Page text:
- Covariates must have a homogeneity of regression (or homogeneity of slopes) effect (equal effects on the DV across the IV groups) - if there is a significant interaction between the covariate and the factor – you cannot use this procedure.
- The covariate should be unrelated to the IV.
- Covariates should not be overly correlated with one another.
The first two criteria can be checked via a scatterplot of the DV and the CV, with the IV as control variable (to check for equal slopes)
The third criteria depends on experimental design, e.g., if the CV is measured prior to the IV, then it cannot be affected by the IV.
The fourth criteria can be checked via correlations and scatterplots between the CVs.
The main ANOVA assumptions are that:
- Each of the observations are independent.
- The DV (and the CV) must be interval level of measurement.
- The underlying populations (of adjusted scores) must be normally distributed.
- Each of the underlying populations (of adjusted scores) must have the same variance.
The first two assumptions are a function of experimental design. The third and fourth assumptions are more difficult to test because we do not have the 'adjusted scores', so we cannot compare the variances of the adjusted scores across the IV groups, but SPSS provides a Levene's test for the homogeneity of variance for the adjusted scores. Fortunately, provided the samples are sufficiently large, the test is robust to violations of the normality assumption.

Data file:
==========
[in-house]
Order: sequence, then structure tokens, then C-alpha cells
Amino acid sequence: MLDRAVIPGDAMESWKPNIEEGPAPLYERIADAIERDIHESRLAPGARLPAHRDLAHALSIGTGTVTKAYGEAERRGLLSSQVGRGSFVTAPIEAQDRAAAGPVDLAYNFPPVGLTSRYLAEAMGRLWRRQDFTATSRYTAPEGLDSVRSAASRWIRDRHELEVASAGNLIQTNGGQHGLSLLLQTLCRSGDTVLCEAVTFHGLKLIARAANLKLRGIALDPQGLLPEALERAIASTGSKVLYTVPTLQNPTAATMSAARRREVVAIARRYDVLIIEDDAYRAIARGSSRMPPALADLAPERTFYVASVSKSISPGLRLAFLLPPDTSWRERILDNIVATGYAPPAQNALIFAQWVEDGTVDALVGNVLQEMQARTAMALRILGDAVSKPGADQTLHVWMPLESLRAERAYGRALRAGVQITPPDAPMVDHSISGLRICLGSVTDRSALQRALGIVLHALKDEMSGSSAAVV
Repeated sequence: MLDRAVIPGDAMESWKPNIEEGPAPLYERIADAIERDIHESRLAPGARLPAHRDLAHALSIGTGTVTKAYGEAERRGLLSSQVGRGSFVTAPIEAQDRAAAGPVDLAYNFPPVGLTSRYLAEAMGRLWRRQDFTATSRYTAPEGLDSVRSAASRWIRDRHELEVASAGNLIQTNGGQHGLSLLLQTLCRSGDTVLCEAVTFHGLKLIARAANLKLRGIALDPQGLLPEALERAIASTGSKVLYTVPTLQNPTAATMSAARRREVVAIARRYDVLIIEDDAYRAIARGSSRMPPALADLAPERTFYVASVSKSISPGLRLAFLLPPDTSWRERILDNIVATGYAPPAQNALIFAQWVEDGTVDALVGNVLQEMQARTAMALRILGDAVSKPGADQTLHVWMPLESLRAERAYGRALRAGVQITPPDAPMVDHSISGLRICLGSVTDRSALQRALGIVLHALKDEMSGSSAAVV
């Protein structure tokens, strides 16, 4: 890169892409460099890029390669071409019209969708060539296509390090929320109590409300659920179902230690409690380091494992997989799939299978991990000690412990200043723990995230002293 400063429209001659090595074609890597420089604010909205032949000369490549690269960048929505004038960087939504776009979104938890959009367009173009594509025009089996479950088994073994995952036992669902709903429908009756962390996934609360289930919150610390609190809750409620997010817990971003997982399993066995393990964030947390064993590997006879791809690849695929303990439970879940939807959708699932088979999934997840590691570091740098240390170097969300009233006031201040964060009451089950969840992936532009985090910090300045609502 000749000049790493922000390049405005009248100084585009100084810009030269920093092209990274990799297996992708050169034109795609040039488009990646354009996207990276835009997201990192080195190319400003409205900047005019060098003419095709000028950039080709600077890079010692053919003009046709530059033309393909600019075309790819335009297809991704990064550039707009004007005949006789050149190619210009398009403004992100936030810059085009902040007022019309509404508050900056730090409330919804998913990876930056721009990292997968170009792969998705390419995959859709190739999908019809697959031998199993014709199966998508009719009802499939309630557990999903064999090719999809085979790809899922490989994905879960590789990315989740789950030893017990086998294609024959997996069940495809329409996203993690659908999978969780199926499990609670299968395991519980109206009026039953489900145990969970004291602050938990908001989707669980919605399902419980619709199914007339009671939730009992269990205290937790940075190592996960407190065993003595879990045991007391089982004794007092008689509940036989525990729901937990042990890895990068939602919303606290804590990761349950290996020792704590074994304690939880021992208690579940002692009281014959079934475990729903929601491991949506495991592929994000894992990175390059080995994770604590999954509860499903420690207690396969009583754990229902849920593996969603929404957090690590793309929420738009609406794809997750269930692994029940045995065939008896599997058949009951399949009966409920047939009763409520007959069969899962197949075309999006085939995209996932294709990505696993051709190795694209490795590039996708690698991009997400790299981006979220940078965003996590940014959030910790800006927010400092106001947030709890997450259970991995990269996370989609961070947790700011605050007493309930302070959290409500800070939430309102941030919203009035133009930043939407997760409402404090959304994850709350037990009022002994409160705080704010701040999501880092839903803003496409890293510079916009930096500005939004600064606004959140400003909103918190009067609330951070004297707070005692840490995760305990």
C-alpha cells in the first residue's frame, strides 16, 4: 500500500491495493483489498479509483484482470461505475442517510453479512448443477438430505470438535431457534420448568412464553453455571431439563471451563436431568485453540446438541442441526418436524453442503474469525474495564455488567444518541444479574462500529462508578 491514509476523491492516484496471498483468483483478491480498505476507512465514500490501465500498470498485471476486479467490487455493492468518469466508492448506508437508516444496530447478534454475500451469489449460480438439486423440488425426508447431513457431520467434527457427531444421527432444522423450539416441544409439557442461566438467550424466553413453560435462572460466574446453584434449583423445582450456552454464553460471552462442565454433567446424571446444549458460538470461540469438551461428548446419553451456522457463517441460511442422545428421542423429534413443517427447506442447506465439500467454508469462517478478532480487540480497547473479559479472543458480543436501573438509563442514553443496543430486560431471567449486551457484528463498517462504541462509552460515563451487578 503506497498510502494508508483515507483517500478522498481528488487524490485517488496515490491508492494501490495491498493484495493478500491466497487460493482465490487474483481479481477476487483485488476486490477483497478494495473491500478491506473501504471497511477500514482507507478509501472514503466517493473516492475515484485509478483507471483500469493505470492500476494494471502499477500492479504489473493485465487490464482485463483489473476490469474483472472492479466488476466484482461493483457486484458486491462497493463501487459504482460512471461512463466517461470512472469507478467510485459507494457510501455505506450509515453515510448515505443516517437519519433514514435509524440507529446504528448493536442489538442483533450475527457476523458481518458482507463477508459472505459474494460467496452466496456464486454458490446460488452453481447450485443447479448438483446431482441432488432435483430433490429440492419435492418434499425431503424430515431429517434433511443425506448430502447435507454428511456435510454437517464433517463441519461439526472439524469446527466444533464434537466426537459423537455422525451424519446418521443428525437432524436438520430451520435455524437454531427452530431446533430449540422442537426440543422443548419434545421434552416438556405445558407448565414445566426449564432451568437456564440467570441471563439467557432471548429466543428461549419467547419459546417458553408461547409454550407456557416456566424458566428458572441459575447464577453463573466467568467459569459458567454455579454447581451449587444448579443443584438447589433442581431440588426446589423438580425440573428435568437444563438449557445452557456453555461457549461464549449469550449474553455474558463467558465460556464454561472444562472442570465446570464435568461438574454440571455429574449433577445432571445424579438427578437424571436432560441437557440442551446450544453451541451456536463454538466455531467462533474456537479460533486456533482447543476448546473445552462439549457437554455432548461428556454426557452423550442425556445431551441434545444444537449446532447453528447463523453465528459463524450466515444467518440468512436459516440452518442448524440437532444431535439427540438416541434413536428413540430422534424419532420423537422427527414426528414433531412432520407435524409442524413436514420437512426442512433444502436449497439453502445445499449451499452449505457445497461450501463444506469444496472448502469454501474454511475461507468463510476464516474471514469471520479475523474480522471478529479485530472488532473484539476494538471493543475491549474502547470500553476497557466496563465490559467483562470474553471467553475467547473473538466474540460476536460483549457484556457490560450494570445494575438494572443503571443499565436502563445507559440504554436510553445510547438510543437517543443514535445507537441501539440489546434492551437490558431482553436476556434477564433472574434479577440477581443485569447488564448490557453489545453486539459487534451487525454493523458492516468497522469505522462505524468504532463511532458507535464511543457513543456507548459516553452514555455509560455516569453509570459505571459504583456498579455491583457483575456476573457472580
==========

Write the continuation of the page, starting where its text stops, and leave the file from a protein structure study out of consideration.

Example write-up[edit | edit source]
A one-way analysis of covariance (ANCOVA) was conducted. The independent variable, vitamin C, involved three levels: placebo, low dose, and high dose. The dependent variable was the number of days with cold symptoms during treatment and the covariate was the number of days with cold symptoms before treatment. The assumptions for ANCOVA were met. In particular, the homogeneity of the regression effect was evident for the covariate, and the covariate was linearly related to the dependent measure.